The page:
Jo says she’s never met a chef who can make bull kelp taste delicious, until Holly came along. You see, the kelp will spend 36 hours being cooked and treated before it turns into, as Holly describes, “Seaweed Toffee.” This will be the final touch to a bowl of aforementioned fish, roasted rice conjee and pickled veg. Sign me up.
When Holly spoke to me from her Sydney home, she was fresh back from Daylesford in Victoria where she’d been cooking at a fermentation festival. Holly became enamoured with the subject, particularly in Japanese cuisine, at 14. Her house was overrun with pickling jars then and Holly says with a laugh that not much has changed. Holly is hoping fermentation fans will come and grill her on the matter, so don’t be shy - she’d love to hear about your SCOBY.
Butcher Troy Wheeler is madly prepping protein from some great Tassie properties - Leap Farm, Summerlea Farm, Long Name Farm - for his first Winter Feast. He says there won’t be much time for sleep ahead of his stint in the Feast’s Heavy Metal Kitchen, but is stoked to be part of a show that puts amazing local produce front and centre. Troy is co-owner of Melbourne’s Meatsmith, an emporium of specialty cuts. A female-fronted relative, Meat Mistress, opens in Hobart soon, and its team will join Troy this weekend in championing skilled butchery and considered cooking.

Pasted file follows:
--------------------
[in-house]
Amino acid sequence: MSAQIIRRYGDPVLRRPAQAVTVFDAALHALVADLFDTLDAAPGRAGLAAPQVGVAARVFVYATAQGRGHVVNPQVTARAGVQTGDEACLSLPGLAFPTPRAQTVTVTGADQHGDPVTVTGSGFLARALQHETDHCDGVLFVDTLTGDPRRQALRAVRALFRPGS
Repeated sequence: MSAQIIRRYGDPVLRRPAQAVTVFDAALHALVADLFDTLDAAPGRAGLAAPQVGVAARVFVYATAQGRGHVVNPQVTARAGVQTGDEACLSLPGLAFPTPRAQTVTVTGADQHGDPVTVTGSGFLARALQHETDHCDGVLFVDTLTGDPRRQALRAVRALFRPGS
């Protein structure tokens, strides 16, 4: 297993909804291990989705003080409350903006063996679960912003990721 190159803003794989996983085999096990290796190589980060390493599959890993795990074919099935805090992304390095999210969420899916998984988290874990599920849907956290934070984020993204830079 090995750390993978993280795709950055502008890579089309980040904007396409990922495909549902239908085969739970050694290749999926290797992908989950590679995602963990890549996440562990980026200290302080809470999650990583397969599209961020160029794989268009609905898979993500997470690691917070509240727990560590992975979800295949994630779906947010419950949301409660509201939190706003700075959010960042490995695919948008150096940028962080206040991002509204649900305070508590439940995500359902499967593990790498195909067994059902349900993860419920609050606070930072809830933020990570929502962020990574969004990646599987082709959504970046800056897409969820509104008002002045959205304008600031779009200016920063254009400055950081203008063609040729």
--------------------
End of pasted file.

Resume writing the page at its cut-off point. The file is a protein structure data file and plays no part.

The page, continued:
“We are going to use up whole beasts each day in different ways, and the progression of each menu will allow us to use all of our produce and have no waste. The whole beast feast is about using a whole cow over two courses of the night, a pot-au-feu first that will use all the bones, trimmings, and shoulder cuts into a rich comforting French braise, then using the rest of the beast for a late night steak sandwich with bone marrow and some pickled greens. After an afternoon of fun and celebrations, who doesn't love a delicious sandwich to soak up a few drinks?” Troy says.
Should the meat-averse steer clear? Troy suggests not.
“We will have a few items that will cater for vegetarians, and I encourage anyone to drop by if they would like to know more about how we are respectfully using everything on the whole beast.”
Elsewhere at the Feast you’ll find saffron arancini, salmon chowder in a Pigeon Whole bread bowl and steaming Indian soup. Taylor and Smith Distilling Co is partnering Dier Makr for cocktails and Two Tonne Tasmania will pour pinot from the tap alongside Ettie’s. I’m pumped for fried haggis bites and Peruvian charred chicken. I always fancy a warm brew by Tasmanian Juice Press, too. With a nip of gin, obviously.
So what’s Jo going to eat? Her hot tips include: goat barbacoa from Meatsmith, swede and carrot cakes from Kraken, Massimo Mele’s chorizo, Yeastie Beastie doughnuts, Valle Nella Bocca's ricotta and chestnut gnocchi, hush puppies from Fat Pig Farm, vegan mac'n’cheese sticks from Lauds Plant Based Foods, Hobart Whisky's Single Malt Winter Feast Special Release, and finally, Occio Amaro from Stefano Lubiana Wine.
I worked out who Saeborg is. She’s a Japanese artist who performs in latex rubber suits and has brought a giant pig and its piglets to Hobart. I’m intrigued. But still mostly excited to sip Hot Toddies by a fire drum at the Feast.
See you there.
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Click here for all the deets on Winter Feast, including stallholders, tickets and who’s doing what when. Then visit Dark Mofo to discover what other crazy shit is happening around the place – lots of it is free, yay.
Blog updated 17 June x